Lara O'Brien, wearing a pink dance dress and a chunky gold crown, makes a beckoning motion with her right arm and looks toward her right.

O'Brien as Lady MacBeth in Robert Weiss' Macbeth. The ballet, which was to be her swan song, has been rescheduled for next season.

Armes Photography, Courtesy Carolina Ballet

How has the COVID-19 pandemic affected your plans?

COVID-19 has certainly had an impact. The fact that I am now working on staying in performance shape through the summer and planning to be rehearsing and performing in the fall changes some of my focus and time that I was expecting to turn towards family and travel later this year. It also remains to be seen what will unfold with plans for a third Tutu School franchise this year. Nothing is lost, per se, but things are on hold with the delay in my retirement.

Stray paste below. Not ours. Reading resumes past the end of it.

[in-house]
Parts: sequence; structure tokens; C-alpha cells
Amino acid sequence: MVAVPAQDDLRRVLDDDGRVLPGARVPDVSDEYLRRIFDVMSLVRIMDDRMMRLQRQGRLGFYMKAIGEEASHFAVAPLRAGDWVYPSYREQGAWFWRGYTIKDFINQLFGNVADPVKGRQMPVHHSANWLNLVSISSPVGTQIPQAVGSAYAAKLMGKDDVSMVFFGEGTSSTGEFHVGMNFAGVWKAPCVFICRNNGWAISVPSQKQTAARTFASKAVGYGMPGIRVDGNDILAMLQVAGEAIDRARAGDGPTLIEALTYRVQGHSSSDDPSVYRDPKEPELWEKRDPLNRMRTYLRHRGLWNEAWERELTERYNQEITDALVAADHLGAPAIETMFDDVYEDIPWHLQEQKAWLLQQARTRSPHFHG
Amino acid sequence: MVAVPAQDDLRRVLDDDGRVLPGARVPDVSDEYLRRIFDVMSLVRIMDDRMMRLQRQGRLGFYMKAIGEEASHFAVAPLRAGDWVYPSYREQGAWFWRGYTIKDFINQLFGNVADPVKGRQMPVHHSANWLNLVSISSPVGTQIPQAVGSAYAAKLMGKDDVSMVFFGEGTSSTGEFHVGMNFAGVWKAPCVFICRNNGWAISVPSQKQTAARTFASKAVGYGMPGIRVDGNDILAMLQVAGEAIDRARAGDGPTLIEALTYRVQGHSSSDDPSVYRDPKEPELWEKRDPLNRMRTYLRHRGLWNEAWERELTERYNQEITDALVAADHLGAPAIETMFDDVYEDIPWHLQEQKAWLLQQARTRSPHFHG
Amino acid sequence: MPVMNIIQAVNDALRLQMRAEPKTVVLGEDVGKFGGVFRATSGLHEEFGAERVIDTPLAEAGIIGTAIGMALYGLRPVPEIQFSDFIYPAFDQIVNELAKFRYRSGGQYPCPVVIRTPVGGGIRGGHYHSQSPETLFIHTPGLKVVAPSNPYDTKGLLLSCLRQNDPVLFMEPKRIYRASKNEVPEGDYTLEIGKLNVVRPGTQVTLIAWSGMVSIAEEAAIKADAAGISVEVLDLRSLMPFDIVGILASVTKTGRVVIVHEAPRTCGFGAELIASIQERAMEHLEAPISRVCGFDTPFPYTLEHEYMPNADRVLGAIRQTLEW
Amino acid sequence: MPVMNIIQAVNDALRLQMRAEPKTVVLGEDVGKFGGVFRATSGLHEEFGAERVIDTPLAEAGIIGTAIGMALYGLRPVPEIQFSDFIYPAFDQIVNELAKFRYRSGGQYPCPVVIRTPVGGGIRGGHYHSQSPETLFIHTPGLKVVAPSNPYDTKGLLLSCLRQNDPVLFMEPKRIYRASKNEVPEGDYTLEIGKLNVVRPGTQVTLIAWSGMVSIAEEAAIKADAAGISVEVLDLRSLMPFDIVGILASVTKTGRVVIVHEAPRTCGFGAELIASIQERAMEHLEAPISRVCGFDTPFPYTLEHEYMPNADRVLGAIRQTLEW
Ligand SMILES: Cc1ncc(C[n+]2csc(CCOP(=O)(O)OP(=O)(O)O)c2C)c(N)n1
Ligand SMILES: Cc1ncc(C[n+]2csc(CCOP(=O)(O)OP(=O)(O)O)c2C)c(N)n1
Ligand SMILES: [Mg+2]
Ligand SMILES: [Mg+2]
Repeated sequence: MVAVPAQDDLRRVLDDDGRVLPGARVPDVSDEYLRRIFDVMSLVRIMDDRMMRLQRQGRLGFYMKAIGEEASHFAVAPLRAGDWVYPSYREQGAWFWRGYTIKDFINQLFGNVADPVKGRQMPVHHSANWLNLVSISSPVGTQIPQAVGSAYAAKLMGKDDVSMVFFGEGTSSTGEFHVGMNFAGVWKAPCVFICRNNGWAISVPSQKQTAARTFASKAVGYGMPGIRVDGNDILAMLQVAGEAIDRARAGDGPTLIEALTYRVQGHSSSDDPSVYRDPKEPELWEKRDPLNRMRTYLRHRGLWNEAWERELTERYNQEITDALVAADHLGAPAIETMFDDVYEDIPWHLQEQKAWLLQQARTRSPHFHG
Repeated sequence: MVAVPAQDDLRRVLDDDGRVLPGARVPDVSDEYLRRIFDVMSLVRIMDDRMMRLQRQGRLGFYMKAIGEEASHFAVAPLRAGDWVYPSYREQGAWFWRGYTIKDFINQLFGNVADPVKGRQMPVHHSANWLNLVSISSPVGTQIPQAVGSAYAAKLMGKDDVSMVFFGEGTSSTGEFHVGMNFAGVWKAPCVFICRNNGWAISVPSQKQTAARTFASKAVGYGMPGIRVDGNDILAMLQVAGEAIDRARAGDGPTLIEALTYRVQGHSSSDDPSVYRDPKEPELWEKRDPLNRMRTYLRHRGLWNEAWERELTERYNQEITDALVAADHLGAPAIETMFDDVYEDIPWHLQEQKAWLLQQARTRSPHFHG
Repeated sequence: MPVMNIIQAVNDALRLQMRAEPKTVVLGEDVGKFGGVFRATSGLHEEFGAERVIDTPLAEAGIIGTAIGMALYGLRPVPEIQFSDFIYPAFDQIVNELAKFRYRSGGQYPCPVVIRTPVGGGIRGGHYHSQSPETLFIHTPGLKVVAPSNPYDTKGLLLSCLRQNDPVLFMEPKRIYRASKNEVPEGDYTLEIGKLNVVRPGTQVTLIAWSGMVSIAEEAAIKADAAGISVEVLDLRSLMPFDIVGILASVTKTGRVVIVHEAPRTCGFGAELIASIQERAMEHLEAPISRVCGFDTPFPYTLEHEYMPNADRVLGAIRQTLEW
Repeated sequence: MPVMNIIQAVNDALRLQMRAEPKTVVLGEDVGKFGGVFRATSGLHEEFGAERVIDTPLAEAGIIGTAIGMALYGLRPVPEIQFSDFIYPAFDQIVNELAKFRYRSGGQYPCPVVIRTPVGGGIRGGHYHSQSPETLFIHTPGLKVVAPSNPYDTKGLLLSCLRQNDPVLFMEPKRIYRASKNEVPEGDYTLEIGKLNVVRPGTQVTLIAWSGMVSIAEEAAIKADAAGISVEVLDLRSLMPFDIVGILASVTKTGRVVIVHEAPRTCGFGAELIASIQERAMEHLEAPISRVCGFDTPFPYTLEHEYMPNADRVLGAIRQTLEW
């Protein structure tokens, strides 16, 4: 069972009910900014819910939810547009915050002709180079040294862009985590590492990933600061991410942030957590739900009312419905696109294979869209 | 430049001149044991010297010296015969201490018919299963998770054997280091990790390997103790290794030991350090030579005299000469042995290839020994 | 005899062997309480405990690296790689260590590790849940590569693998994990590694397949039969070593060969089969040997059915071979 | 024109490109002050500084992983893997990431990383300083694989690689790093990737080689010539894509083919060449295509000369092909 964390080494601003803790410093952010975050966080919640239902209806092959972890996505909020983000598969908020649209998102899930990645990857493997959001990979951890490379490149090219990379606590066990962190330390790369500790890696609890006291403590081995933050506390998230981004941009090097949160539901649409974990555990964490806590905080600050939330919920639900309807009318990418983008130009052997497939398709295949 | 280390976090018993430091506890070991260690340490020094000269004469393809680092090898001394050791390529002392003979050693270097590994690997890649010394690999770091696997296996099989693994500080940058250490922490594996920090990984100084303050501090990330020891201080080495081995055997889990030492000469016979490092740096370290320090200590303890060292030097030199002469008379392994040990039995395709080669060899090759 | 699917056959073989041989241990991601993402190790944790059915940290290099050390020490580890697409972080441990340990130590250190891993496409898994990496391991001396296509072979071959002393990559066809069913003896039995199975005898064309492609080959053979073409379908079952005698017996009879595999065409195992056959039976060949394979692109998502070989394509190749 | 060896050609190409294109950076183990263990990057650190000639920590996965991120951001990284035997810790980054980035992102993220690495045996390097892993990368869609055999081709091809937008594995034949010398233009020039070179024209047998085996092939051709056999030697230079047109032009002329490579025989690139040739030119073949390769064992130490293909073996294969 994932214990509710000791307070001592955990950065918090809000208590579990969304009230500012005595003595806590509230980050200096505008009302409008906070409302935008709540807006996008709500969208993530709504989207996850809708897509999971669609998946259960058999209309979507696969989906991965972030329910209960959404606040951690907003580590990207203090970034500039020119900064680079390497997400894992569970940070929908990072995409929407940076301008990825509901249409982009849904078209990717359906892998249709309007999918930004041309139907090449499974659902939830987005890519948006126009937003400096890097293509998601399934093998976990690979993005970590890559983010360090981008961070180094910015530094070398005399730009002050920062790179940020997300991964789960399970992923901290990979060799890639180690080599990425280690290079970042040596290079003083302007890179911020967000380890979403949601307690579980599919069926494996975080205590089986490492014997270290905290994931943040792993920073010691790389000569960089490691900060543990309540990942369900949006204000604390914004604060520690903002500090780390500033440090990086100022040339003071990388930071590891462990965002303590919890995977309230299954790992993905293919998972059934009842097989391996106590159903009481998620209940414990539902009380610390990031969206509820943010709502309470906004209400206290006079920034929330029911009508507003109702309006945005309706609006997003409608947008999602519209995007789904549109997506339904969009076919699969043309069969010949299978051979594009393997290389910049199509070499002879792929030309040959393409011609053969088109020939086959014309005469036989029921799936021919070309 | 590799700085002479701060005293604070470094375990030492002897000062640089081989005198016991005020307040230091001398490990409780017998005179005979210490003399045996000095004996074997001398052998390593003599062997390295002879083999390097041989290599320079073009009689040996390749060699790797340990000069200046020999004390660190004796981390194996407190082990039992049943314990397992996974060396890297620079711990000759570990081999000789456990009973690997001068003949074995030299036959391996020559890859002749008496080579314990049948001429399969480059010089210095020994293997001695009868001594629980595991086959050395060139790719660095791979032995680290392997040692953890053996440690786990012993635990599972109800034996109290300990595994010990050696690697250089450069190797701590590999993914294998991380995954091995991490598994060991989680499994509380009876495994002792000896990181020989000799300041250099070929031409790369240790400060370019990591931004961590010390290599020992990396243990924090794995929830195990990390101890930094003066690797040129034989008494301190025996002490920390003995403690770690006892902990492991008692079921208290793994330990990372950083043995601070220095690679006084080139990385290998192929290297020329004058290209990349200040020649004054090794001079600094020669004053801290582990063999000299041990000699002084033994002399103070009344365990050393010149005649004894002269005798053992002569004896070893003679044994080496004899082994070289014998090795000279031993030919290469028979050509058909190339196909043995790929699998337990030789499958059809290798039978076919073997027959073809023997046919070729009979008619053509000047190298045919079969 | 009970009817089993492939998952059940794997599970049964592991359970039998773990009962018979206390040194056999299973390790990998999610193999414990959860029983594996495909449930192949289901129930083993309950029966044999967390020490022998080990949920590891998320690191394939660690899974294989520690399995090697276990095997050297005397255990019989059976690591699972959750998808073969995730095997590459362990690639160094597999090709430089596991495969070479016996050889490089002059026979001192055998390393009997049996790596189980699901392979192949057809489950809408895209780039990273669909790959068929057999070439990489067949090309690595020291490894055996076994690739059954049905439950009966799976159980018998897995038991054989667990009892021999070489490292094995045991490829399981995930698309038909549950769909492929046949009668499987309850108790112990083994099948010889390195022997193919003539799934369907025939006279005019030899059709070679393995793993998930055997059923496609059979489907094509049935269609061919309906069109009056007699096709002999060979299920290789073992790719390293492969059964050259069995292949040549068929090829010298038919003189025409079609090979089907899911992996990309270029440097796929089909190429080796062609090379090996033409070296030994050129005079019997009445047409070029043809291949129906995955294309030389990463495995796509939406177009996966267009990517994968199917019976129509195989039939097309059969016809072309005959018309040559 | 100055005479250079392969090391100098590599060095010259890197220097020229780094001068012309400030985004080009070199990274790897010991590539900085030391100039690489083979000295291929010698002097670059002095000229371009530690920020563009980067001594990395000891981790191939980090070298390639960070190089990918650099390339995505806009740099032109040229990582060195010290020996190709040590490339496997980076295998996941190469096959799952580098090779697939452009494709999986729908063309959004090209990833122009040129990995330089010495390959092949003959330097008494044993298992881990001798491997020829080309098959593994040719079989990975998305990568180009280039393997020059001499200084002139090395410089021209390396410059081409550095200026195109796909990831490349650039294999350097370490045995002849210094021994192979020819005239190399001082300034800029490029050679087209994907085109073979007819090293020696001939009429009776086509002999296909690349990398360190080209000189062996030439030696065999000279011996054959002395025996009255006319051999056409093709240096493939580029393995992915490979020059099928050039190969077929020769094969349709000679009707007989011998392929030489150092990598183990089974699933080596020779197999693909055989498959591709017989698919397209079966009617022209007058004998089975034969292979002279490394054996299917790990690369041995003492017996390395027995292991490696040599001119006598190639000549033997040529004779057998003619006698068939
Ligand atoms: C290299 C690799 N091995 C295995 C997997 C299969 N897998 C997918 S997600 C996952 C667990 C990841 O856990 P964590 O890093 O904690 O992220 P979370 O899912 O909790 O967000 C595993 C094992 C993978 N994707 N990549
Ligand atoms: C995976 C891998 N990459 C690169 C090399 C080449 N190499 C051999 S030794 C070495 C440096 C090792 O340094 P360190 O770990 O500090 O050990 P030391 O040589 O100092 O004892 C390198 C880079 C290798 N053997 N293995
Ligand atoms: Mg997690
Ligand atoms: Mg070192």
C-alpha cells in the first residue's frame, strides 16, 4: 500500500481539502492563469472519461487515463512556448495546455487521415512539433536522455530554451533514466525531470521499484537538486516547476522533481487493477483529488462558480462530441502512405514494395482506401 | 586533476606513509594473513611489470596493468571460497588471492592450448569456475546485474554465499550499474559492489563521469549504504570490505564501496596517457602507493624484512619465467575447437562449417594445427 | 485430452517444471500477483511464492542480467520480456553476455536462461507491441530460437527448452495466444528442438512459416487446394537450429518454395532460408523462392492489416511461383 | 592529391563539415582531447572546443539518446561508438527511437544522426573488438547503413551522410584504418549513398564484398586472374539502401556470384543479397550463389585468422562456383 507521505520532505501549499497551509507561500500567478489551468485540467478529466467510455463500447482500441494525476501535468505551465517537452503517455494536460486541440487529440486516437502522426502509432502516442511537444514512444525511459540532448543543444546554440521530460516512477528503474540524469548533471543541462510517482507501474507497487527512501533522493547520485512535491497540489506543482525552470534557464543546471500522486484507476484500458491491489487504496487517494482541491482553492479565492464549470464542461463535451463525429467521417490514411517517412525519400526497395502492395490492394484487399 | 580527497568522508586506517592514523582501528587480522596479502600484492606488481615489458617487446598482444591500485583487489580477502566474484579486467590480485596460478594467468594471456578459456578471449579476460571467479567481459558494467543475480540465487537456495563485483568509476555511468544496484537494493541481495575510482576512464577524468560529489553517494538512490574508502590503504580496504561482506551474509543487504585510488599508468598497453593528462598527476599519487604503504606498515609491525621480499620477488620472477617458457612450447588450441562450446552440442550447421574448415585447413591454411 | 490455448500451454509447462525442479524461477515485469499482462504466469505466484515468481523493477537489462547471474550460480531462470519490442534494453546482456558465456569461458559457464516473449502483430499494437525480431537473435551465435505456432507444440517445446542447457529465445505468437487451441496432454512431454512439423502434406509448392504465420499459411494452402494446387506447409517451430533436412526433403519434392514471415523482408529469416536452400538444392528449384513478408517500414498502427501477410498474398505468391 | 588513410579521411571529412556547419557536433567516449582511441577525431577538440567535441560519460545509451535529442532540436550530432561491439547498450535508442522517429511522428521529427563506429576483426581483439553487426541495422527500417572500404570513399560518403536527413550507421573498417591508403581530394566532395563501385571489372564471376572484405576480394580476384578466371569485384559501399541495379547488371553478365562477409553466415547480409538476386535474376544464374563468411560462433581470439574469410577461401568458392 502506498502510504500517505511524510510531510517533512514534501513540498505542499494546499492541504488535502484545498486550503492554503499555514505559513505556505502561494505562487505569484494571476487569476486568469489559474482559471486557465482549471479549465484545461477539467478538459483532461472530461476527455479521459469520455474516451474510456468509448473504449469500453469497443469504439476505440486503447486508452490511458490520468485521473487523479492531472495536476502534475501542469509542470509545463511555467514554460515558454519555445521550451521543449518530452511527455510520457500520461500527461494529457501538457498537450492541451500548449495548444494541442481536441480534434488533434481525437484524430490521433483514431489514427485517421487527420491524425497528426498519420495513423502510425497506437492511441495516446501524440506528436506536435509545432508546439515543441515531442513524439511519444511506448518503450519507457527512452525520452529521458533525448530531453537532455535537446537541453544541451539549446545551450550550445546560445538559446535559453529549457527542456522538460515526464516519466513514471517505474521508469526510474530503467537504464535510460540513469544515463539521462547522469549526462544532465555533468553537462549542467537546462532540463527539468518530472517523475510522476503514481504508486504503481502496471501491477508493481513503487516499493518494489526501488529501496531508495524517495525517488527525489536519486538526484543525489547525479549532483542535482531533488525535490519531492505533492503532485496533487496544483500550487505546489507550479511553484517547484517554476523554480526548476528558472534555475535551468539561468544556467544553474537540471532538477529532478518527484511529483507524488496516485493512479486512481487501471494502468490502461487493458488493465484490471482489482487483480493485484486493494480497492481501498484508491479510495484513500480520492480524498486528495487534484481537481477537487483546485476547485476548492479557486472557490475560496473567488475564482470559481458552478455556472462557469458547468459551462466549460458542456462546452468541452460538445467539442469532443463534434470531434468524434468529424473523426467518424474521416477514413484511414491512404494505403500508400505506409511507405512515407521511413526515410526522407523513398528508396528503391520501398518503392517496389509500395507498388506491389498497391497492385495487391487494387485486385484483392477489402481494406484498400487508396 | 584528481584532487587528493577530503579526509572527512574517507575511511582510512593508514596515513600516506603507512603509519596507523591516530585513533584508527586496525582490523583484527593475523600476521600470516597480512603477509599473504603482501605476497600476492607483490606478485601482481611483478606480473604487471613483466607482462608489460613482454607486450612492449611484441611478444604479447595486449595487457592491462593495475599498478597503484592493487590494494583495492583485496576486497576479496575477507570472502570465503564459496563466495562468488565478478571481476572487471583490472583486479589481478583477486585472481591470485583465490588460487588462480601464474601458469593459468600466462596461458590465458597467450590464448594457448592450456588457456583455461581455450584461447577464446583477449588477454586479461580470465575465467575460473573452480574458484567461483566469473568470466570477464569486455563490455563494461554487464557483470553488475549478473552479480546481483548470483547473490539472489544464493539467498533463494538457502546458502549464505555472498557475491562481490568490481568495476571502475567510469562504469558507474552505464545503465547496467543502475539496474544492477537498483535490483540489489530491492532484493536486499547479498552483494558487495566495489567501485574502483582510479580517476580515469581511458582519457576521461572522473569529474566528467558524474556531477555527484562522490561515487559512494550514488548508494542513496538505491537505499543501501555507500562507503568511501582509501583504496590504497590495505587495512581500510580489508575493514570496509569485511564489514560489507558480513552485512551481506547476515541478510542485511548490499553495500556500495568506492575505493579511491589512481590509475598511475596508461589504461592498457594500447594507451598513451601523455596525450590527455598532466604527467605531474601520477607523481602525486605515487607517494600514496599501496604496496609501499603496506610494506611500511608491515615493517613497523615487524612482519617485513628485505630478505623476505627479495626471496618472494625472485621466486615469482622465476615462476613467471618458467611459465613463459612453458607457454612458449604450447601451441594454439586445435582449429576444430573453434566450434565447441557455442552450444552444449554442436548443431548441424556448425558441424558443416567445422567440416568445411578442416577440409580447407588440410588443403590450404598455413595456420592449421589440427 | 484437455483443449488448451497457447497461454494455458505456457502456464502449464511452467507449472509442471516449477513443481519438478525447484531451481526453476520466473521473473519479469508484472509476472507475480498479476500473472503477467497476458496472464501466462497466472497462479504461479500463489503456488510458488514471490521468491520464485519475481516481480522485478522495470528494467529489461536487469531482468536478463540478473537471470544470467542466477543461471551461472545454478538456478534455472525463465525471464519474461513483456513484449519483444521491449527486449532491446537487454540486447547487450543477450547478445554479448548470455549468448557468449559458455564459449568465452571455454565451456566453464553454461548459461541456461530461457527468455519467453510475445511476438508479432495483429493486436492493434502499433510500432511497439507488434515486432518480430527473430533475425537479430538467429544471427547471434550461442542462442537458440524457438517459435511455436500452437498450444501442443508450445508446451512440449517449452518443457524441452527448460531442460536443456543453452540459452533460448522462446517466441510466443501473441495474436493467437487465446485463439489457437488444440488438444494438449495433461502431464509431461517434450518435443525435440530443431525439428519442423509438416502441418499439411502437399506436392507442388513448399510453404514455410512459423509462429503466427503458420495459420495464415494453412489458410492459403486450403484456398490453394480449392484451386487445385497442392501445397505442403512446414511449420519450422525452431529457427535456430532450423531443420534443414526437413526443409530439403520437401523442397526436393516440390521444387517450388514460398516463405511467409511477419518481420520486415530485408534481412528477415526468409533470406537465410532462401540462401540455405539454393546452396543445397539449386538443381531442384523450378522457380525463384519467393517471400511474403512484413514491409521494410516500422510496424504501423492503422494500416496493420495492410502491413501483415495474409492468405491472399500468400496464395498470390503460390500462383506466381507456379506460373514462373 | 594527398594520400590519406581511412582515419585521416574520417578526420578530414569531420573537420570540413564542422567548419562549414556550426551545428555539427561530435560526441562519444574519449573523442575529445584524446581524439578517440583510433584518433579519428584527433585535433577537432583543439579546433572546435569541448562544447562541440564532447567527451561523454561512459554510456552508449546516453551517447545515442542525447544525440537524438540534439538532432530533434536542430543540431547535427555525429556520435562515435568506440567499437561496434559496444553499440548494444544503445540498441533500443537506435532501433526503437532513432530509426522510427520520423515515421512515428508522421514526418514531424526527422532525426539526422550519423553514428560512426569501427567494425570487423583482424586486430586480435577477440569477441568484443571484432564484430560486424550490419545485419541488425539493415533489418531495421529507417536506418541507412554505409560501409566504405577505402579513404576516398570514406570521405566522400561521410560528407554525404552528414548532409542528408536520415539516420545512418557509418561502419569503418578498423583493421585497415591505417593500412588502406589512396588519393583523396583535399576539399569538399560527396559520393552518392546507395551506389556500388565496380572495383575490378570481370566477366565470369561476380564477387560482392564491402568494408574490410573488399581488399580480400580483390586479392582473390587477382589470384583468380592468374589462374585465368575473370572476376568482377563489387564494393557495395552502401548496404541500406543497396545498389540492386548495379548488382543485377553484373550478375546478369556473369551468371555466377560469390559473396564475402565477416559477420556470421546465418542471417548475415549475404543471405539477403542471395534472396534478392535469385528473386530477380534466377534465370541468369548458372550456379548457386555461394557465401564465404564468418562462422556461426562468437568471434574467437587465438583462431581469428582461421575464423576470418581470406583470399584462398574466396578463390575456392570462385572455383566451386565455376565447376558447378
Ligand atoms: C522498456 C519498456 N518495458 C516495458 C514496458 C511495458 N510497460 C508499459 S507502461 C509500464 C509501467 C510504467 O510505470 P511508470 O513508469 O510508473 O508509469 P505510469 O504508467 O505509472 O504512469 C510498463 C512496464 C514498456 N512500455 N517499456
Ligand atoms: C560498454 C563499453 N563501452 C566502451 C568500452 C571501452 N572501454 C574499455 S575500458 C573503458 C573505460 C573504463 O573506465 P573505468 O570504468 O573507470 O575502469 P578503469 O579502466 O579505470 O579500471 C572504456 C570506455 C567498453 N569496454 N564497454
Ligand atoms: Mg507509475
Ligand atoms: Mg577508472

What advice would give to aspiring professional dancers?

Fall in love with ballet. Everything is built on that. It is not an easy career, so you want to ground what you are doing on something that really matters to you. Continue to cultivate that throughout; recognize why you are dancing, what is worth sharing and what all of the hard work and dedication means to you.

Latest Posts


James Barkley, Courtesy Dance for Change

Take Class From Celebrated Black Dancers and Raise Money for the NAACP Through Dance for Change

Since the nationwide fight against racial inequality took center stage in May, organizations across the dance world have been looking for meaningful ways to show their support, rather than fall back on empty social media signifiers. July 10-11, Diamante Ballet Dancewear is taking action with Dance for Change, a two-day event dedicated to fundraising for the NAACP, and amplifying the voices of Black professional dancers.